A Short History of the Cherry


"Loveliest of trees, the cherry now
Is hung with bloom upon the bough…"
A. E. Housman (1859-1936)

Orient, Asia Minor


some claim that the word cherry is a corruption of the Sanskrit "karaza," meaning "What juice, what flavour!" - an assertion open to debate.

It is also said that the first cherries came originally from Kerasos, a Greek word meaning "horn." It was from "kerasos" that other European languages derived their names for this fruit: cerise in French, cereza in Spanish and cherry in English.

History and Custom
According to legend, birds leaving the Orient dropped cherry pits all along their flight towards the west, which is why cherries came to be found in Greece and Rome where they adorned the table of Lucullus. This renowned gastronome, a Roman general by profession, often made long side trips during his campaigns to seek out some rare spice or unusual fruit for his table in his quest for new tastes and harmonious flavours. Thus it was that he brought the cherry from Asia Minor to Italy.

The Emperor Charlemagne decreed that in his kingdom cherries be planted next to blackberry bushes. Later, in the Middle Ages, cherries became a regular part of the menu, eaten either raw or cooked in wine and served as a dessert.

Cherries are part of a long love story going back to the time of the Gauls. In certain provinces of France, a cherry bough was hung above the door of rather shy girls. When cherry season arrived, many towns included a cherry spitting contest in their festivities - in Francesca it was the whole cherry; in Noyon just the pit. The record is 11 metres!

In the 18th century in the Montmorency region, famous for its cherry production, you could even rent a cherry tree by the day and pick fruit at your leisure.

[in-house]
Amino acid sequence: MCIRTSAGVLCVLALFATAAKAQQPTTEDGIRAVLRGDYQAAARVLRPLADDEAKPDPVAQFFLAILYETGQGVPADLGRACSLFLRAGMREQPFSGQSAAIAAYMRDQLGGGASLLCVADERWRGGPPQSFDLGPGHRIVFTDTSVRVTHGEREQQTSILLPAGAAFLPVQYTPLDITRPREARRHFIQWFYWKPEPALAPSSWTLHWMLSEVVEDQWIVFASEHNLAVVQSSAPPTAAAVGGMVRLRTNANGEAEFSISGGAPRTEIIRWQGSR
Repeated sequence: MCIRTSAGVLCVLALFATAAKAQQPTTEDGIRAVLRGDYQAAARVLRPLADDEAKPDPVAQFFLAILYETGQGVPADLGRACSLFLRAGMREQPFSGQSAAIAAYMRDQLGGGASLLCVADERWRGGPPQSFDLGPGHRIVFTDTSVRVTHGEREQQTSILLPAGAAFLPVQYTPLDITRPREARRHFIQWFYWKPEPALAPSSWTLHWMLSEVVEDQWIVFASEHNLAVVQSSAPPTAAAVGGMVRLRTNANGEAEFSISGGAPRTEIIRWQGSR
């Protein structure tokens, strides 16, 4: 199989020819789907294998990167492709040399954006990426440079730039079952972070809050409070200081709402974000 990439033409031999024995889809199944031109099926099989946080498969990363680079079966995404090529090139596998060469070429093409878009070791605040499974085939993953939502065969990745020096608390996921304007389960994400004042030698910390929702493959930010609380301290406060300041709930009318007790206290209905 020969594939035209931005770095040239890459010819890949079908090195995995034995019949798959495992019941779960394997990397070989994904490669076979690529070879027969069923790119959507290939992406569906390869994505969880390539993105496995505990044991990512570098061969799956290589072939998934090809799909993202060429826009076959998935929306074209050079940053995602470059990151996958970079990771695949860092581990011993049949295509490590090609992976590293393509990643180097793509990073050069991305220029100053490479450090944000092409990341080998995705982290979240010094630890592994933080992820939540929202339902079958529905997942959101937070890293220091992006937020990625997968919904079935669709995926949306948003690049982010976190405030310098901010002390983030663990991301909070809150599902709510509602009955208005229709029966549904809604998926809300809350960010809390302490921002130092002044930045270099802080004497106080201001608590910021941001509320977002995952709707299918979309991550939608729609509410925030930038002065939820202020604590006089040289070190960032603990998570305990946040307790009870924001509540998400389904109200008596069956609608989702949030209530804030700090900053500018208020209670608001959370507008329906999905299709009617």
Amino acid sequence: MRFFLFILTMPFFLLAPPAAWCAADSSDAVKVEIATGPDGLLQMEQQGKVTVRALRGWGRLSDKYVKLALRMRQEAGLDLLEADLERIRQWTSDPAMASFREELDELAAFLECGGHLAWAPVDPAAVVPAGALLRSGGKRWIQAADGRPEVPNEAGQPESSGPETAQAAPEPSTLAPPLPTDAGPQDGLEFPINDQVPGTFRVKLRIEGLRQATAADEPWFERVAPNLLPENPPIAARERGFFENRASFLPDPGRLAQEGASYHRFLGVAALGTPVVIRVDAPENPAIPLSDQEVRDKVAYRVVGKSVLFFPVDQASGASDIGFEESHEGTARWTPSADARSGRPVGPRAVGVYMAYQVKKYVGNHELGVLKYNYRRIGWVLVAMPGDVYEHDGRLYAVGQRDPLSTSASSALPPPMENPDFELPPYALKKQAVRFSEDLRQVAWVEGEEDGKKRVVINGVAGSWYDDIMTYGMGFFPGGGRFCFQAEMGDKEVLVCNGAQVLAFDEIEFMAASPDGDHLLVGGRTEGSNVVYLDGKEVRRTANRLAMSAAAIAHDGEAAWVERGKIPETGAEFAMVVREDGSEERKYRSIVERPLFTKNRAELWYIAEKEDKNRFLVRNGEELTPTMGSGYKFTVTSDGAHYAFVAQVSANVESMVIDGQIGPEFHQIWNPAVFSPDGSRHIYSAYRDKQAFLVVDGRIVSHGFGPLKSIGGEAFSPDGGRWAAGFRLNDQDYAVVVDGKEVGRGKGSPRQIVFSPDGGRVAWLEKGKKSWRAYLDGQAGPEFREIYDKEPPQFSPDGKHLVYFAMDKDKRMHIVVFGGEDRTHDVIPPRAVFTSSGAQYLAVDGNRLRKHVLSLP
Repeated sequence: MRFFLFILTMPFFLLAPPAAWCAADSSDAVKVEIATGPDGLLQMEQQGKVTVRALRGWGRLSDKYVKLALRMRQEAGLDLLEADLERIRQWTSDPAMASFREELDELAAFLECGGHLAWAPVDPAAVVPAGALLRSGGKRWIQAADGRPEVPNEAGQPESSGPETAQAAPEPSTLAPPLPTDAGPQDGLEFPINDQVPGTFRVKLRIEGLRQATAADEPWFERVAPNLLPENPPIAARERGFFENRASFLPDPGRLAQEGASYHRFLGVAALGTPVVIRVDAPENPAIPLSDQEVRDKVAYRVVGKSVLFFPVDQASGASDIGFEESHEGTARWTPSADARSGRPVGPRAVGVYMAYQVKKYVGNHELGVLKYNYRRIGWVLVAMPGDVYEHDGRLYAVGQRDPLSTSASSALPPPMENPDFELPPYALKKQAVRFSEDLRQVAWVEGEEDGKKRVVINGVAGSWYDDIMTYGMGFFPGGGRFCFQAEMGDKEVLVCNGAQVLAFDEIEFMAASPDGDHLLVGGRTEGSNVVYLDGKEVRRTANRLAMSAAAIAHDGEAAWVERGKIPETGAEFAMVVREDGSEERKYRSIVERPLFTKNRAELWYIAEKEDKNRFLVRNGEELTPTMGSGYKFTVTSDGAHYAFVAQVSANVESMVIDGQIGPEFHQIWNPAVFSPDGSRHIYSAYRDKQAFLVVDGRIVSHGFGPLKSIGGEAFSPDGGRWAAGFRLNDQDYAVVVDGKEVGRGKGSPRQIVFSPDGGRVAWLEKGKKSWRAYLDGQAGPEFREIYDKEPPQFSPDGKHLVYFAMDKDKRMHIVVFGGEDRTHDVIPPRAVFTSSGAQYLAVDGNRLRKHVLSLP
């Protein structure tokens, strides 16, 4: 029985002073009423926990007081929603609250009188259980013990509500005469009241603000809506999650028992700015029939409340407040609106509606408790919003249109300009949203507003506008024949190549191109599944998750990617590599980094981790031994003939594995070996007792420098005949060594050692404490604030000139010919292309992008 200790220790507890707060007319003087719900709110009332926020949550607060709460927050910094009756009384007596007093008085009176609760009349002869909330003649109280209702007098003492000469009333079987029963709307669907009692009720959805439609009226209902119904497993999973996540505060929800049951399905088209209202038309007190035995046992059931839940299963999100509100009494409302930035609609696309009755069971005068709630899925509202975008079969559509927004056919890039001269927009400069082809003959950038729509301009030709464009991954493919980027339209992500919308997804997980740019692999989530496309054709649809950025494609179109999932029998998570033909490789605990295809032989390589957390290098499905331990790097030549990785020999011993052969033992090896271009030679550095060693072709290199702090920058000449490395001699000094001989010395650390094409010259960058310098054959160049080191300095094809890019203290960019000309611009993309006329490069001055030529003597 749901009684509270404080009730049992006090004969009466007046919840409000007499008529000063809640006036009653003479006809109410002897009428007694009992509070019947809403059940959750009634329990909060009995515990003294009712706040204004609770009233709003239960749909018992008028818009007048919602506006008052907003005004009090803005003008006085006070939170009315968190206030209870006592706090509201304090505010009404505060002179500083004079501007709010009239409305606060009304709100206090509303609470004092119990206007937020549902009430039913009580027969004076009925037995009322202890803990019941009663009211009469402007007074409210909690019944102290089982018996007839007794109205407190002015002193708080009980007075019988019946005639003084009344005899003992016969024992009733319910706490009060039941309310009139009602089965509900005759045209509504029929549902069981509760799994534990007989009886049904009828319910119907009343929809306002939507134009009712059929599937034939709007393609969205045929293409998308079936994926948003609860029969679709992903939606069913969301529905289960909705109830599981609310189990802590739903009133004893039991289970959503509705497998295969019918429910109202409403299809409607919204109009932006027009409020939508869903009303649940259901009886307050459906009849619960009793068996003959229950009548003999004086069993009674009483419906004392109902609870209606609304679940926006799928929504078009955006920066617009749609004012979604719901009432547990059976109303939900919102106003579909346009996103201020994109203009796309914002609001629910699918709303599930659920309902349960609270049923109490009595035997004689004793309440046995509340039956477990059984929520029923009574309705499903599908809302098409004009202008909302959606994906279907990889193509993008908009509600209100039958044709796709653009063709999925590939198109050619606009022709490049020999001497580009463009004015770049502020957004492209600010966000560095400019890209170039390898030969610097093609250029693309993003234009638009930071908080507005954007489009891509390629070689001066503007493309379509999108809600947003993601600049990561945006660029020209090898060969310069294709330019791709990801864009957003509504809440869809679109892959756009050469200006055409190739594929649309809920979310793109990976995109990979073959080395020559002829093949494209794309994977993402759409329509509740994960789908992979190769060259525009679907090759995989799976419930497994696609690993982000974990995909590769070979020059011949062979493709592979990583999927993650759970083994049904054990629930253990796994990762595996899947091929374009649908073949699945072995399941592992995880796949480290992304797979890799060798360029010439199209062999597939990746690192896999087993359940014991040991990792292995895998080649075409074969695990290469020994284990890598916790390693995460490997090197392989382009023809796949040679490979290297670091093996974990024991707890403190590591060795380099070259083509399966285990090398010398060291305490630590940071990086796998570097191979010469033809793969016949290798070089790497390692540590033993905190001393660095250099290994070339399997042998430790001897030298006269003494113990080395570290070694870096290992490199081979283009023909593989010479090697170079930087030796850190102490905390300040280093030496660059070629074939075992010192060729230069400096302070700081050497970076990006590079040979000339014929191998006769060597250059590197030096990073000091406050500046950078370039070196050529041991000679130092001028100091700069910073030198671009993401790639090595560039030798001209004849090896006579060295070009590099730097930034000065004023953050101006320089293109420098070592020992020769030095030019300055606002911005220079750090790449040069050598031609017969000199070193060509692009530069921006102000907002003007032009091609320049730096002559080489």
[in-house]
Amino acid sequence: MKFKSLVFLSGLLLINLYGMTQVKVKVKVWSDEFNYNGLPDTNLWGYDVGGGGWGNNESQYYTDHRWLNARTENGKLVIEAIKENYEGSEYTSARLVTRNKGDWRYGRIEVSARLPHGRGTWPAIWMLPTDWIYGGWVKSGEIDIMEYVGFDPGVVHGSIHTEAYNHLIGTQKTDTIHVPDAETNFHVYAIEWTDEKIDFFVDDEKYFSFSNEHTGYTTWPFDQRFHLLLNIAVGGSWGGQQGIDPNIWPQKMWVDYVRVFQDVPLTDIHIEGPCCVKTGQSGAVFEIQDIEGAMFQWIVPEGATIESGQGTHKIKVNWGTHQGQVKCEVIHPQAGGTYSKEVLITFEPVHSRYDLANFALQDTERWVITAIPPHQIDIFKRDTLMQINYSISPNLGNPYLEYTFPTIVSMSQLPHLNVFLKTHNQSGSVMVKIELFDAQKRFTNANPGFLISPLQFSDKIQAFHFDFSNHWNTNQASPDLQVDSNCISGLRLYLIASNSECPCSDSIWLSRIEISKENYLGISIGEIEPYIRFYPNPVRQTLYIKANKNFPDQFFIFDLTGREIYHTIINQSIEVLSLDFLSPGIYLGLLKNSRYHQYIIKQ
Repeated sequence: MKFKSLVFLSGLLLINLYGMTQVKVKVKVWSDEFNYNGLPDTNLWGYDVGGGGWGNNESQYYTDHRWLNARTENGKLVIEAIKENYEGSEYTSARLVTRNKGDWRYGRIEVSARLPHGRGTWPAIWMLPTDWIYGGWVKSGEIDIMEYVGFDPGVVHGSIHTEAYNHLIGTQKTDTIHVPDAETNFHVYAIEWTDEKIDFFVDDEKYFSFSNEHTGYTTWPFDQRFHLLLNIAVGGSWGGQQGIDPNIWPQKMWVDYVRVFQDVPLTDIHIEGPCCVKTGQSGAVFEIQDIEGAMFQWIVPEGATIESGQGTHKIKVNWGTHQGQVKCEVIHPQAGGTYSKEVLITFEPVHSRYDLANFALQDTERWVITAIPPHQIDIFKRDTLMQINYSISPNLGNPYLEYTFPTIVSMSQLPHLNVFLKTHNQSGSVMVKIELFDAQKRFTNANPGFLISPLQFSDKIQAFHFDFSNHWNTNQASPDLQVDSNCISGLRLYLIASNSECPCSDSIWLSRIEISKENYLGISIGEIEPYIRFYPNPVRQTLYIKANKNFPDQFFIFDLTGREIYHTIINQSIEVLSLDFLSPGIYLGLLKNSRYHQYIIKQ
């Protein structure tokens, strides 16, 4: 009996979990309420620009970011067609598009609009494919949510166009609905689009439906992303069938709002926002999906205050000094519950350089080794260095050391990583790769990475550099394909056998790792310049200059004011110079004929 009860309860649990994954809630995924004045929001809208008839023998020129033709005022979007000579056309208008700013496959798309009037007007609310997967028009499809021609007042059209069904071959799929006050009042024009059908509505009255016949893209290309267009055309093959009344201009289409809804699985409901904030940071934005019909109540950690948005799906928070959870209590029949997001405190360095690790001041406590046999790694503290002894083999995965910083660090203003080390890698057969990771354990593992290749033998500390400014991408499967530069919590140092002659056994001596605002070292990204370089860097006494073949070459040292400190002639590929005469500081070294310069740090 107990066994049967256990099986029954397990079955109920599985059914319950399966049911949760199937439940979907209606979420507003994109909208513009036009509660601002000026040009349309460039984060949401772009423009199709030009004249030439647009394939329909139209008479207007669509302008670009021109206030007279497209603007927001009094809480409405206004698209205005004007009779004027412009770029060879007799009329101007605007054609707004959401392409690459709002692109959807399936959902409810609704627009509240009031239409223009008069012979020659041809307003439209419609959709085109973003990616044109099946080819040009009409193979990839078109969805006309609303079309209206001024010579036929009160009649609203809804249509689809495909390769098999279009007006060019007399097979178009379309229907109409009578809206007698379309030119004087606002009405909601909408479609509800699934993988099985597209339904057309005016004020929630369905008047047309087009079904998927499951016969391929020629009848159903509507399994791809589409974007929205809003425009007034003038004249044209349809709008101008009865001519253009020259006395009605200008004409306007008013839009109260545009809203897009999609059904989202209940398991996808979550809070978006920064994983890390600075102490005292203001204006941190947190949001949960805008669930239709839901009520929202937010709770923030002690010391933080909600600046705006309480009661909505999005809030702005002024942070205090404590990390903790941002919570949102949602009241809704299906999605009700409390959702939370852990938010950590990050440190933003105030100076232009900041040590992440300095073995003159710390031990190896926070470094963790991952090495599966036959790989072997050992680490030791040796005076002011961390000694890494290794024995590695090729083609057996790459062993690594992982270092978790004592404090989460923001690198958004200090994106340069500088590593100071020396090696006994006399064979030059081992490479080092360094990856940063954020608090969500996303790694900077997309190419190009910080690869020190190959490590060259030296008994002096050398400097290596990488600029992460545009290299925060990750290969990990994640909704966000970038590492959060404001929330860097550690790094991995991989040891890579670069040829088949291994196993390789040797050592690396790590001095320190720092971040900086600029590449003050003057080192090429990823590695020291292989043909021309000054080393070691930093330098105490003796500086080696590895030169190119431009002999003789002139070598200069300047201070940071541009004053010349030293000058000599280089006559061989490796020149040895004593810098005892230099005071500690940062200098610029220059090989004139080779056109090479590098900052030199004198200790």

Countless Japanese engravings show light bunches of flowers arranged by some artistic sort on a knotty branch…. This is the tree of springtime, the May tree, symbol of purity and timeless bliss which gives rise to outdoor celebrations - for the occasion people bring along moshis, rice cakes wrapped in cherry leaves. The hilt on Samurai swords was decorated with the cherry, symbolizing war and destiny. On the other hand, it also signifies happiness: on their wedding day the bride and groom drink an infusion of cherry blossoms.

One day, one of the Spanish favourites of the Moorish king Abderraman III was overcome by melancholy and asked the king to show her snow in April. Wanting to satisfy her whim, he took her into the isolated valley at the foot of the Gredos mountains, in the present-day region of Estremadure, to show her the white carpet of snowy flowers created by the thousands of blooming cherry trees.

It is claimed here that cherries were planted in the 14th century in the valley of Jerte, 220 km southwest of Madrid. Some historians favour the explanation that they were introduced by the Moors, while other versions go back to the Roman conquest of the Iberian peninsula when the Carthaginians were being expelled from this region founded by Hannibal.

In Catholic Switzerland it is said that Christ put the stem on the cherries, meaning that in a tangible way he oversaw every detail on earth, even to the point of attaching each cherry to a bunch.

The Mores of the Cherry
The cherry, flushed red with pleasure or with shame, has often contributed to the vocabulary of chivalry. In certain French provinces a cherry bough was hung above the doorway of rather shy girls. On the other hand, in North America the expression "to lose one's cherry" refers to losing one's virginity.

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